Howard noted that Bankston is not in the C-Suite, so it's unclear how much decision-making power he will have within the large company. He also said "a cynical person might say they’re taking away some of the most prominent advocates" from the national privacy debate -- pointing out that Bankston and the other recent hires will no longer be able to speak freely from their positions outside the company.
Bankston declined to be interviewed for this story, but in a blog post announcing his hire, Bankston acknowledged he had a history of criticizing the company. Despite its scandals in recent years, he still thinks the company has the opportunity to change the world for the better.
“My answer is simply this: I am not going to Facebook despite the fact that I have been a critic,” Bankston said. “I am going because I have been.”
Rob Sherman, Facebook’s deputy chief privacy officer, said the company is "excited" for Bankston to join in a statement. “We think it's important to bring in people with new perspectives, including people who can look at our products, policies and processes with a critical eye," he said.
Bankston follows Facebook’s hires of his former OTI colleague Robyn Greene, former EFF staff attorney Nate Cardozo and former Access Now senior legislative manager Nathan White.
Howard said he’ll be watching to see whether Facebook will come to the table to work with policymakers on privacy changes or whether they try to fight them.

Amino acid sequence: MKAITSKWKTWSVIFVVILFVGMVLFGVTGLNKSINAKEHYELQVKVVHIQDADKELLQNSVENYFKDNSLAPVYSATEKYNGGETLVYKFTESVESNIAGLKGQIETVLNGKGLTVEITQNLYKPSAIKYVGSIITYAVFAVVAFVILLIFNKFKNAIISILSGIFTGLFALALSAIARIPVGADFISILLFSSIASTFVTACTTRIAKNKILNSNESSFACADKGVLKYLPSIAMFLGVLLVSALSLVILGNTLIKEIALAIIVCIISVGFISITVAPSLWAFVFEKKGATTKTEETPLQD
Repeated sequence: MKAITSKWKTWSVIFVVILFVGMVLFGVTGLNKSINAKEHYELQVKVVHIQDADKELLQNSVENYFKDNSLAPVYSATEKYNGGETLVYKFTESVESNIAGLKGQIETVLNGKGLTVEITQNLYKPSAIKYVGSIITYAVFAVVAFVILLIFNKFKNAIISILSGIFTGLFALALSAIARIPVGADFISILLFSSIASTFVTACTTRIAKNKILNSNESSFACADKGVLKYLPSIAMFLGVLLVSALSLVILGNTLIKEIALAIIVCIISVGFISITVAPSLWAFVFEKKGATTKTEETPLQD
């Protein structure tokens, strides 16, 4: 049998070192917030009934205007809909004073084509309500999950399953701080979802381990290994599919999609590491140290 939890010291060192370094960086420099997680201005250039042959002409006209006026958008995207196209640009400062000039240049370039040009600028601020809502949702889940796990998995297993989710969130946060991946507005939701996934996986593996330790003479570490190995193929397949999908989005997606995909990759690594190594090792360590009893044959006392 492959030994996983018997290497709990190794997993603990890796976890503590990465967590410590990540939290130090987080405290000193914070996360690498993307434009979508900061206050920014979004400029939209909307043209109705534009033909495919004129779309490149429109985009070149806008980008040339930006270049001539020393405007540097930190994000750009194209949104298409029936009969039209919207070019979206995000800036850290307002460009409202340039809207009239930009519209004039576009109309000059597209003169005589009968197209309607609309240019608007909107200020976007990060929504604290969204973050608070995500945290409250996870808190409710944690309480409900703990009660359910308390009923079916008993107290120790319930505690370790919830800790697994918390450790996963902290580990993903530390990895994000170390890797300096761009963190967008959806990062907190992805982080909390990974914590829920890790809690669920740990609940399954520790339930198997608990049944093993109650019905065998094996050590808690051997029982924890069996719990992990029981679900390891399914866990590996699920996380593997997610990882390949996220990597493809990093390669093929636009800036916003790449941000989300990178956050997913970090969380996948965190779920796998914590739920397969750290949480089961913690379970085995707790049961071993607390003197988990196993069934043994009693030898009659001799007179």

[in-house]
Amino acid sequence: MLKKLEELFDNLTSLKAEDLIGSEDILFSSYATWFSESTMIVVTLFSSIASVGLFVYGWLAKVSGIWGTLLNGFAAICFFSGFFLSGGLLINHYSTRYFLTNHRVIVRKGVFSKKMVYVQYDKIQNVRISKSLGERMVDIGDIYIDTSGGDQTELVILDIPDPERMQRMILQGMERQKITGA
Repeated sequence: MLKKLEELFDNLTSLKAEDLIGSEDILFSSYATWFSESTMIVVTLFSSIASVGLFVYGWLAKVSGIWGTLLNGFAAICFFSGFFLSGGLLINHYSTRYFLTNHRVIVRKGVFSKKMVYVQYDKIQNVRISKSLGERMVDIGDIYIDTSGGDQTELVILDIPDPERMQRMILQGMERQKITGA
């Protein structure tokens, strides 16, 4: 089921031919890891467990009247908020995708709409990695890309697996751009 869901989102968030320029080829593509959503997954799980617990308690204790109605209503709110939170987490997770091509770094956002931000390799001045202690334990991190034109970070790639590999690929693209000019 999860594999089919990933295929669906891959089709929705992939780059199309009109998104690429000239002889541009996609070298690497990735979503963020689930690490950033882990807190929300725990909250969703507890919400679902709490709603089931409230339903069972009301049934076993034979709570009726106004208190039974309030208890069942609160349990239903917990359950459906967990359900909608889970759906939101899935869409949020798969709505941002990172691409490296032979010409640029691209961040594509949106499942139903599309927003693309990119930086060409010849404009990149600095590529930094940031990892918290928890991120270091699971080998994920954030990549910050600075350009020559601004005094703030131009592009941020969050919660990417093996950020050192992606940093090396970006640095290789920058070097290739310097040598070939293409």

“My standard caution here is that actions always mean more than hires and statements,” Howard said.
BITS: As Twitter chief executive Jack Dorsey huddled with President Trump at the White House yesterday, a significant portion of the meeting focused on Trump's concern that Twitter has deliberately limited or removed some of his followers, according to a person with direct knowledge of the conversation who spoke to my colleague Tony Romm.
Trump also said he heard from other conservatives who say their follower counts have suspiciously fluctuated in recent months. Twitter explained that these changes are a result of its efforts to stamp out fraudulent behavior on the service. Dorsey said even his own follower count was affected by some of the recent changes the company made.
Dorsey and Trump sat down just hours after Trump reignited his criticism of the company, tweeting that the company is "discriminating" against him. But later, the president seemed to take a softer tone, saying it was a “great meeting."
Great meeting this afternoon at the @WhiteHouse with @Jack from @Twitter. Lots of subjects discussed regarding their platform, and the world of social media in general. Look forward to keeping an open dialogue! pic.twitter.com/QnZi579eFb— Donald J. Trump (@realDonaldTrump) April 23, 2019
Thank you for the time. Twitter is here to serve the entire public conversation, and we intend to make it healthier and more civil. Thanks for the discussion about that.— jack (@jack) April 23, 2019
NIBBLES: Alphabet's Nest devices are designed to keep intruders out of people's homes, but the company effectively allowed hackers to get in, my colleague Reed Albergotti writes.